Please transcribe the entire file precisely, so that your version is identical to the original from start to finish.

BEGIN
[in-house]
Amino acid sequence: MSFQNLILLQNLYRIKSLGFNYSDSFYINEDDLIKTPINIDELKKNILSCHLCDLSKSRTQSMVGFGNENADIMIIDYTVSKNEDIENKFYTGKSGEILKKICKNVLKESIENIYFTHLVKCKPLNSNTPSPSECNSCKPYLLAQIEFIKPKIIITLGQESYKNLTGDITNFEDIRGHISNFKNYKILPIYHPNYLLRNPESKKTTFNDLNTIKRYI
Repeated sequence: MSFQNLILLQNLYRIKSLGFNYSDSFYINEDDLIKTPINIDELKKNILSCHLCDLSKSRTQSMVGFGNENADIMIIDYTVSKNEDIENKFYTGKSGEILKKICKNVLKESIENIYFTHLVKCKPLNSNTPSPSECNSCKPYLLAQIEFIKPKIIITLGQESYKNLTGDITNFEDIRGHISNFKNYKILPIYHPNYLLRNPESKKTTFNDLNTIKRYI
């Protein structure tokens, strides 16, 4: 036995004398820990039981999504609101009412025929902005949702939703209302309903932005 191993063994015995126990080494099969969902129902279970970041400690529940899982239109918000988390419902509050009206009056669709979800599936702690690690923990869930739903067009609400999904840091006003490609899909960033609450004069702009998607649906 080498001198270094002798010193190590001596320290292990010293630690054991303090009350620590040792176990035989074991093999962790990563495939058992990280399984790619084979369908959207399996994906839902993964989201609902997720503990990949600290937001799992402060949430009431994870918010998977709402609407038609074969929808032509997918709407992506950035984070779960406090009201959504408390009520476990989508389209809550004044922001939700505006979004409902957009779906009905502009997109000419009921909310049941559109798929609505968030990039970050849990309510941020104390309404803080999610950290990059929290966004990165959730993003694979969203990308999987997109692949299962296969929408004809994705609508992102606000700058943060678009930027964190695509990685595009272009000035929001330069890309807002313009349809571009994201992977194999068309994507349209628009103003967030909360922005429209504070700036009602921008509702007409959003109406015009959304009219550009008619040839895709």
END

[in-house]
Amino acid sequence: MSFQNLILLQNLYRIKSLGFNYSDSFYINEDDLIKTPINIDELKKNILSCHLCDLSKSRTQSMVGFGNENADIMIIDYTVSKNEDIENKFYTGKSGEILKKICKNVLKESIENIYFTHLVKCKPLNSNTPSPSECNSCKPYLLAQIEFIKPKIIITLGQESYKNLTGDITNFEDIRGHISNFKNYKILPIYHPNYLLRNPESKKTTFNDLNTIKRYI
Repeated sequence: MSFQNLILLQNLYRIKSLGFNYSDSFYINEDDLIKTPINIDELKKNILSCHLCDLSKSRTQSMVGFGNENADIMIIDYTVSKNEDIENKFYTGKSGEILKKICKNVLKESIENIYFTHLVKCKPLNSNTPSPSECNSCKPYLLAQIEFIKPKIIITLGQESYKNLTGDITNFEDIRGHISNFKNYKILPIYHPNYLLRNPESKKTTFNDLNTIKRYI
């Protein structure tokens, strides 16, 4: 036995004398820990039981999504609101009412025929902005949702939703209302309903932005 191993063994015995126990080494099969969902129902279970970041400690529940899982239109918000988390419902509050009206009056669709979800599936702690690690923990869930739903067009609400999904840091006003490609899909960033609450004069702009998607649906 080498001198270094002798010193190590001596320290292990010293630690054991303090009350620590040792176990035989074991093999962790990563495939058992990280399984790619084979369908959207399996994906839902993964989201609902997720503990990949600290937001799992402060949430009431994870918010998977709402609407038609074969929808032509997918709407992506950035984070779960406090009201959504408390009520476990989508389209809550004044922001939700505006979004409902957009779906009905502009997109000419009921909310049941559109798929609505968030990039970050849990309510941020104390309404803080999610950290990059929290966004990165959730993003694979969203990308999987997109692949299962296969929408004809994705609508992102606000700058943060678009930027964190695509990685595009272009000035929001330069890309807002313009349809571009994201992977194999068309994507349209628009103003967030909360922005429209504070700036009602921008509702007409959003109406015009959304009219550009008619040839895709």